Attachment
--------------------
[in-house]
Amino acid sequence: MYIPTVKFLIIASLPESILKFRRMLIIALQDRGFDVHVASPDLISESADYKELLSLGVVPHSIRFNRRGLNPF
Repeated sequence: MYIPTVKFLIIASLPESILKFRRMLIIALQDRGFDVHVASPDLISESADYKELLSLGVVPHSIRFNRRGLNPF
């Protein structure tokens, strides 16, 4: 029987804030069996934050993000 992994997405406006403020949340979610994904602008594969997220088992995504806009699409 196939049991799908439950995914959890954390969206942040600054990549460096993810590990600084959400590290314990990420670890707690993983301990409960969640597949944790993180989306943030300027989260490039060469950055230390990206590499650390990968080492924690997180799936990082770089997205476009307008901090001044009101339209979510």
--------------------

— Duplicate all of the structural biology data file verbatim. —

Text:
[in-house]
Amino acid sequence: MYIPTVKFLIIASLPESILKFRRMLIIALQDRGFDVHVASPDLISESADYKELLSLGVVPHSIRFNRRGLNPF
Repeated sequence: MYIPTVKFLIIASLPESILKFRRMLIIALQDRGFDVHVASPDLISESADYKELLSLGVVPHSIRFNRRGLNPF
């Protein structure tokens, strides 16, 4: 029987804030069996934050993000 992994997405406006403020949340979610994904602008594969997220088992995504806009699409 196939049991799908439950995914959890954390969206942040600054990549460096993810590990600084959400590290314990990420670890707690993983301990409960969640597949944790993180989306943030300027989260490039060469950055230390990206590499650390990968080492924690997180799936990082770089997205476009307008901090001044009101339209979510």